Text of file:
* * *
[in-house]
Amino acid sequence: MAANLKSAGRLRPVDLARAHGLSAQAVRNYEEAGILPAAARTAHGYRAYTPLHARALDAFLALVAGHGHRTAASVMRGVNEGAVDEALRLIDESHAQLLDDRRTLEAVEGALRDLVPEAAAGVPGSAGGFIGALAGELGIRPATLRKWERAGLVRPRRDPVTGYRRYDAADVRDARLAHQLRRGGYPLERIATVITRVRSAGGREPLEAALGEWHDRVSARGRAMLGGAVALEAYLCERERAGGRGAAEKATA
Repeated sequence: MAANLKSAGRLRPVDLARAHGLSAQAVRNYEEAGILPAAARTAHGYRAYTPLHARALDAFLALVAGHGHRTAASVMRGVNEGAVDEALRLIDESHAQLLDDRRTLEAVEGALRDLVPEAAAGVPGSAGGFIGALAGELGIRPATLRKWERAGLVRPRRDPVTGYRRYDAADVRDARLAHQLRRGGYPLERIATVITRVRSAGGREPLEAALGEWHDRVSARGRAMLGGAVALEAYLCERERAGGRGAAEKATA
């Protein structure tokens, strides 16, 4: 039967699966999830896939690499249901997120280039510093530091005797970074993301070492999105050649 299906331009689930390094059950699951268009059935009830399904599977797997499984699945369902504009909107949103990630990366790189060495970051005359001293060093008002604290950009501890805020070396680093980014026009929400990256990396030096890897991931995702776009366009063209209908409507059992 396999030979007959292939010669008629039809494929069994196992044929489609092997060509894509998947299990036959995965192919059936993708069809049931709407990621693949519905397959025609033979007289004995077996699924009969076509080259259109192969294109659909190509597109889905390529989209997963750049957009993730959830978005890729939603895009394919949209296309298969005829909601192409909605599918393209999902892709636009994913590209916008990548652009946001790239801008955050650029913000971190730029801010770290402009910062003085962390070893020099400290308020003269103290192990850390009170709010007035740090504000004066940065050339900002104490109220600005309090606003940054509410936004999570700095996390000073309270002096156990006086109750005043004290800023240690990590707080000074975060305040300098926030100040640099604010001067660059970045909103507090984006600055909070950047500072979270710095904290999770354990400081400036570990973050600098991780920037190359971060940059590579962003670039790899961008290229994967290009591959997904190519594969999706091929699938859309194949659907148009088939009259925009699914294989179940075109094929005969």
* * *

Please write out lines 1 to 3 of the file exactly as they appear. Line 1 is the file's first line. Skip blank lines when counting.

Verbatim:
[in-house]
Amino acid sequence: MAANLKSAGRLRPVDLARAHGLSAQAVRNYEEAGILPAAARTAHGYRAYTPLHARALDAFLALVAGHGHRTAASVMRGVNEGAVDEALRLIDESHAQLLDDRRTLEAVEGALRDLVPEAAAGVPGSAGGFIGALAGELGIRPATLRKWERAGLVRPRRDPVTGYRRYDAADVRDARLAHQLRRGGYPLERIATVITRVRSAGGREPLEAALGEWHDRVSARGRAMLGGAVALEAYLCERERAGGRGAAEKATA
Repeated sequence: MAANLKSAGRLRPVDLARAHGLSAQAVRNYEEAGILPAAARTAHGYRAYTPLHARALDAFLALVAGHGHRTAASVMRGVNEGAVDEALRLIDESHAQLLDDRRTLEAVEGALRDLVPEAAAGVPGSAGGFIGALAGELGIRPATLRKWERAGLVRPRRDPVTGYRRYDAADVRDARLAHQLRRGGYPLERIATVITRVRSAGGREPLEAALGEWHDRVSARGRAMLGGAVALEAYLCERERAGGRGAAEKATA